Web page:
May 23, 2015
Just feel somewhat confused about when we die. I’ve heard priests talk about being judged at the moment of death (as I thought happened) and then going to our eternal destination … ie either straight to Heaven if we are good enough, or else to be cleansed until we are ready for Heaven.
I have also heard priests talk about our departed loved ones as being ‘asleep’ and in waiting to be welcomed into Heaven.
I have always thought that our dear loved ones who led exemplary lives were immediately welcomed into the Kingdom of God.
Your help would be gratefully received!
Asked at 06:49 pm on May 23rd 2015
Thanks for your question. To answer it well, we need to keep in mind that a human person is a permanent union of a mortal body and an immortal soul. At the moment of death, our souls are separated from our bodies. So, it is in our immortal souls that we are referred to Christ for particular judgment according to what we have done (Mt 16:27; Rom 2:6; Catechism 1021-22). The Last Judgment, however, also involves the resurrection and reunification of mortal bodies with immortal souls (Jn 5:28-29; Catechism 1038-41). Thus, in the Last Judgment, we shall be whole again, body and soul, and given our full share of eternal reward or retribution. But those who have already died and are awaiting the Last Judgment have already been judged, and their immortal souls are now either receiving the reward they will receive for all eternity or are being prepared for it by purification. We can aid them by our prayers, good works, and indulgences.
This temporary disintegration of the human person at death, the occasional separation of the soul from the body between death and the Last Judgment, has presented Christian authors with the challenge to describe it in appropriate ways. Those who have died are not like us; their bodies lie in the earth in expectation of the Last Judgment. So, St Paul, for example, said they are “asleep” until the Day of the Lord dawns (1 Cor 15:6, cf Eucharistic Prayers I and II), and that their bodies have been “sown” in the ground like seeds to bear fruit in a new life (1 Cor 15:37). This symbolic language is a help to us who must prepare for death and judgment to describe the mystery of our passage to the eternal life in Christ.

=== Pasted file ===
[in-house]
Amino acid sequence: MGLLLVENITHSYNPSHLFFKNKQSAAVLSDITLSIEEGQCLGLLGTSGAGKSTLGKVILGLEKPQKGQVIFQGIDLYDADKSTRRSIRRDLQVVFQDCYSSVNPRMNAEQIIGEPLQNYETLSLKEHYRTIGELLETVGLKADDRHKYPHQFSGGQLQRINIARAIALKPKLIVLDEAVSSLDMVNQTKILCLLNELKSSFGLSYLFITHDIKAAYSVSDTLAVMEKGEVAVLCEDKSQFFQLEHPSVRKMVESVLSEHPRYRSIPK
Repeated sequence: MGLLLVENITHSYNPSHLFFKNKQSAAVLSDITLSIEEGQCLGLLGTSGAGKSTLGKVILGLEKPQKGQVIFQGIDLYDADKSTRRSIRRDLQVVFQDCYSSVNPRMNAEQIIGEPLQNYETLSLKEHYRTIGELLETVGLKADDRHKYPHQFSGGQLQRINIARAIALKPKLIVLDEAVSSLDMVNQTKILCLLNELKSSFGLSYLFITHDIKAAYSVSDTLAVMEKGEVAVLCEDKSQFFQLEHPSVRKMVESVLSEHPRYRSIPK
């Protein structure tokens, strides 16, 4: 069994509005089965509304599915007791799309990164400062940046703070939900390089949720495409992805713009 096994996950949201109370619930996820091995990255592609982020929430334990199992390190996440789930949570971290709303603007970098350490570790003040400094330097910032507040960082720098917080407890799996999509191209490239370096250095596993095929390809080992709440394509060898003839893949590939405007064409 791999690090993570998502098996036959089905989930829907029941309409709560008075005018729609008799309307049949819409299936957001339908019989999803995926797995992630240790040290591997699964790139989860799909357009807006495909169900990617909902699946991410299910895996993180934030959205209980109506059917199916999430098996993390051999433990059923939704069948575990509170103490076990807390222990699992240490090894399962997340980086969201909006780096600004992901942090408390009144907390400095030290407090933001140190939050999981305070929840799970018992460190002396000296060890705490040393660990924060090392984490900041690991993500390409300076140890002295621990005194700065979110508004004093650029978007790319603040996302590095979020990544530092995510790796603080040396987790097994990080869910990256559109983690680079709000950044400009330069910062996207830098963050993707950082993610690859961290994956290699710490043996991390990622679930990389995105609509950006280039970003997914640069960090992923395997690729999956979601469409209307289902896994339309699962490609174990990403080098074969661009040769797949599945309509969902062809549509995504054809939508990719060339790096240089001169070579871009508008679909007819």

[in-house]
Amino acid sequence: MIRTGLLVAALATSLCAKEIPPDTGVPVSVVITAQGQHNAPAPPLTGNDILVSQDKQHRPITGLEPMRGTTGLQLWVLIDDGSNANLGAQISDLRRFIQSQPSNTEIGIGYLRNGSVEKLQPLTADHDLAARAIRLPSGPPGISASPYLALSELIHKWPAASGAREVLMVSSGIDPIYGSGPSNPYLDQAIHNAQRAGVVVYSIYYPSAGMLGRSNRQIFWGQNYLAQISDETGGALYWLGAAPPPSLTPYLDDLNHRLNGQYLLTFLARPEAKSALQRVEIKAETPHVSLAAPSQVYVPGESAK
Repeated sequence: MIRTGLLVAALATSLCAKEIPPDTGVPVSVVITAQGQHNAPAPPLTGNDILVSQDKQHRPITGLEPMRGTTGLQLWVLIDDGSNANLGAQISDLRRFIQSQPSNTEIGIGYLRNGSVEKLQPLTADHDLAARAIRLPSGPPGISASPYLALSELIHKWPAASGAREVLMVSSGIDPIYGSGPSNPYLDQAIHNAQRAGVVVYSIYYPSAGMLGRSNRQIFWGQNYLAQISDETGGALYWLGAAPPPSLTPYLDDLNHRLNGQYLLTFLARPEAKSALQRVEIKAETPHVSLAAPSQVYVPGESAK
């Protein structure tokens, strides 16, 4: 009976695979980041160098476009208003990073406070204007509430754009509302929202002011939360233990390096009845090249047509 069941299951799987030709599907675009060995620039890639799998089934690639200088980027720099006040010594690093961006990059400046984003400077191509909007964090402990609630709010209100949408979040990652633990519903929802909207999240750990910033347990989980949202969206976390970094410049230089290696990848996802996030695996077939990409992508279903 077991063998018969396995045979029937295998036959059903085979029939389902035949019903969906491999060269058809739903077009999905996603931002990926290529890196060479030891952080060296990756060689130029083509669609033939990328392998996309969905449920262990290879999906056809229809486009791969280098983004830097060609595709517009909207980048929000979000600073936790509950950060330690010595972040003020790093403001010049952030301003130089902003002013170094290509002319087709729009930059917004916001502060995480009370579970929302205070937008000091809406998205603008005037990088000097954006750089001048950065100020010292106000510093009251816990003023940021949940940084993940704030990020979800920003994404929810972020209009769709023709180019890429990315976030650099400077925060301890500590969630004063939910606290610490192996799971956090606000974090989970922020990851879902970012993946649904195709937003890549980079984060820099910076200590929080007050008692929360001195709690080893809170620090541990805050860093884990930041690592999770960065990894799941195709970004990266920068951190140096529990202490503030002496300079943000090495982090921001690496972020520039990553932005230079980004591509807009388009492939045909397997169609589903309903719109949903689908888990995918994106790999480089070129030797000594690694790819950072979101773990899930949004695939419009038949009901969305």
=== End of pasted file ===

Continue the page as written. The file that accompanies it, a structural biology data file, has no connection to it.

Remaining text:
Answered by Fr Paul Rowse, OP
Replied at 01:54 am on June 02nd 2015
Thanks for your excellent answer Fr Paul, I have also wondered about this!
On another note, what happened to those who died before Jesus died on the Cross and opened the gates of Heaven (e.g. the Prophets or St Joseph)?
Replied at 03:37 am on June 04th 2015
Leanne I heard that those who died before Jesus’ death and resurrection (and were worthy of heaven) went to the “abode of the dead” where the souls of the righteous were waiting for the Messiah to open heaven.
Replied at 03:05 am on June 04th 2015
The fate of the virtuous who had died was the same; they all went to the Hell of the Fathers. The Apostles’ Creed refers to this place: “Jesus Christ … suffered death and was buried. He descended into hell.” Every just person went there, from Adam to the Lord Jesus himself, and they remained there until the Lord’s resurrection.
You might have come across some of the great artworks depicting this moment, usually under the title Harrowing of Hell. They frequently show the Lord bearing a flag or standard, a white flag with a red cross, to show his victory over sin and death, and extending a hand to Adam to lead him to a far greater paradise than the one he lost.
Replied at 05:32 am on June 08th 2015
It is important, I believe, not to discount the existence of hell. While we pray many will enter Heaven, and many more will “flow” through the process or state of purgation, we must acknowledge that some will turn from God and elect hell. Hell is real and we need to be reminded of it and how easy one can lose grace and be subject to an eternity without God (hell).
Replied at 11:42 am on September 07th 2015